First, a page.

In the table below, for example, a “CE” date code indicates a production date of May 1992.

On the inside of the cabinets of most Fender amps made after 1950 and before 1970, there might be a “tube location” sticker.

Dating early Fender amplifiers is sometimes quite challenging.

If you are unable to determine the approximate production year of your amplifier using the above charts, there are other means of dating Fender amps.

Several excellent books are available that contain reliable and invaluable information on the history of Fender amplifiers. To use these books most effectively, you’ll need to get the date codes from the speaker frames and potentiometers, and as much other detailed information as you can find about the specs and features of your amp.

First, it will be useful to you to understand the following five terms in order to choose the correct chart for dating your amp: refers to the two-tone woven fabric that covered many early amplifiers.

On early amps, this material was varnished to make it a more durable covering.

Although the dates derived using the charts below will likely be a good approximation, they should not be considered exact.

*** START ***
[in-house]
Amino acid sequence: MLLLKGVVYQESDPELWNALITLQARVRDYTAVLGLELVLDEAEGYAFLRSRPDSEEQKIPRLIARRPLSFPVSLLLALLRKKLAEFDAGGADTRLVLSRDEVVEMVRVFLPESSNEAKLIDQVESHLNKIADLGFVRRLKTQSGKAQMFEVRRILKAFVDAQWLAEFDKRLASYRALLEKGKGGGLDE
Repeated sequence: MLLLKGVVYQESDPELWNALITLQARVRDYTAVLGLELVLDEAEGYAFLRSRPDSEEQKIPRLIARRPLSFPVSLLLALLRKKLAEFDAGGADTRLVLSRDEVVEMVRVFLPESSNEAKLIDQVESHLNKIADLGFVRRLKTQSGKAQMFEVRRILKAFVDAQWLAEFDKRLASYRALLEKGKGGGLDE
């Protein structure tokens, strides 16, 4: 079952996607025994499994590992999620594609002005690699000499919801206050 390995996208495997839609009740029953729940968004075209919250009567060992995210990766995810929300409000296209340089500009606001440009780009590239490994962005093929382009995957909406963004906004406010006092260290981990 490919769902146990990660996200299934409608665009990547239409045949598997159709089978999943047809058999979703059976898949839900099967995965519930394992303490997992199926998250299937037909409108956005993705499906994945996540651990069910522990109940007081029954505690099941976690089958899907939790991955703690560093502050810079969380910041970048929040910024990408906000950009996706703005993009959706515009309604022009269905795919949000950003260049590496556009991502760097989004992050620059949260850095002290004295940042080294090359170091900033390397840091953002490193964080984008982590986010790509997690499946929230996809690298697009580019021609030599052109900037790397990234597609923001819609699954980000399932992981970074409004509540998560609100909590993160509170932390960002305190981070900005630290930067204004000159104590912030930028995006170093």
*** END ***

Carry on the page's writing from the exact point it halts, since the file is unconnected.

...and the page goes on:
All Fender amplifiers manufactured from 1990 to the present include a date code, printed on the quality assurance (QA) sticker on the back of the amp chassis.If four digits are present, the first two digits refer to the year (i.e., a “66” would mean 1966).The last two digits refer to the week of the year (i.e., a “26” would mean the 26th week or, roughly, June).This black-and-silver sticker contains several lines for “sign-offs” on completion of sound and electrical testing.The final line contains a date code of two printed or handwritten letters denoting the amplifier’s production date by year (the first letter) and month (the second letter).For example, EIA 606-4-21 would denote the 21st week of 1964.